Why do Patients Quit Therapy Prematurely

Several reasons. Let’s go through the main problems in order that can prevent you and the patient from co-creating a relationship for change.

Perhaps the therapist and patient have not been able to reach a consensus on the problem the patient wants help with. That can occur when we don’t help the patient see and deal with his defenses against presenting a problem to work on. When that happens, neither the therapist nor the patient are clear about what problem the therapy is supposed to address.

Perhaps the therapist has not been able to deactivate the patient’s projection of will to do therapy onto others. For instance, “My wife thinks I need therapy.” Without the patient’s will to engage in therapy, the therapy will remain stuck. Sometimes patients will remain in therapy passively waiting for therapy to change them, but without actively engaging in the therapy. The patient’s will is the engine of therapy. Without the patient’s will, therapy cannot succeed.

Perhaps the therapist has not been able to help the patient see and let go of defenses against offering a specific example of his presenting problem. Without that specific example, you won’t be able to get a clear idea of the patient’s problem.

Perhaps, when exploring the patient’s problem, you did not arrive at a consensus on how the patient’s defenses are creating her problems. If you don’t get that consensus, you won’t have any agreement on why the patient should be in therapy. Many therapies get stuck because the therapist and patient don’t agree on what is causing the patient’s problems. Without that agreement, there is no reason for the patient to engage in the therapeutic task.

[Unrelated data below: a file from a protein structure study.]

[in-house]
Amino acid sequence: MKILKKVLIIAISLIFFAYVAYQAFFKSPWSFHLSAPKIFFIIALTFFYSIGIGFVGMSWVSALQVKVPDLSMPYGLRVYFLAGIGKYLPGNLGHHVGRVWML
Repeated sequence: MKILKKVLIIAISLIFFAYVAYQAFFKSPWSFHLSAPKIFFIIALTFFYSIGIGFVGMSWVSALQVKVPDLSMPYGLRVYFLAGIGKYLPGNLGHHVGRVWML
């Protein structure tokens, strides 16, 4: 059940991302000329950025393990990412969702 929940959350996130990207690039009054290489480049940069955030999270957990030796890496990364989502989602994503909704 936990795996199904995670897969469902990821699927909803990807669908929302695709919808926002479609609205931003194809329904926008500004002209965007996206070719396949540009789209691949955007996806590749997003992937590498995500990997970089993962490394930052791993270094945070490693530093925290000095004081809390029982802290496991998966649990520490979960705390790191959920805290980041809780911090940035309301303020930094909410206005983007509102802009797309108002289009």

Perhaps the patient is projecting his will upon you (“What are we supposed to be doing here?) or his superego upon you (“I feel like you are criticizing me.”) or his capacity to think upon you (“I don’t know what to work on. I was hoping you could tell me.”) When the patient projects upon you, he is in a misalliance with a projection not a therapeutic alliance with you. If he remains in relationship to his projection, he will leave the therapy with the hope that he can leave his projection in your office. Projection of will (“That therapist kept trying to dig inside me so I had to leave.”). Projection of the superego: (“That therapist was critical and hurt me so I had to leave.”) Projection of the mind (“That therapist kept thinking I have problems with drugs, but I don’t think so. So I had to leave.”) As long as the patient relates to a projection instead of the therapist, the patient is at great risk of quitting therapy.

Let’s take a look at a few interventions for projection of will.

Pt: “What are we supposed to be doing here?” [Projection of will]

Th: “That depends on what your goals are here.” [Block the projection]

Pt: “I don’t know what to work on. I was hoping you could tell me.” [Projection of will]

Th: “Only you can know what you want to work on.” [Block the projection]

Pt: “That therapist kept trying to dig inside me so I had to leave.” [Projection of will]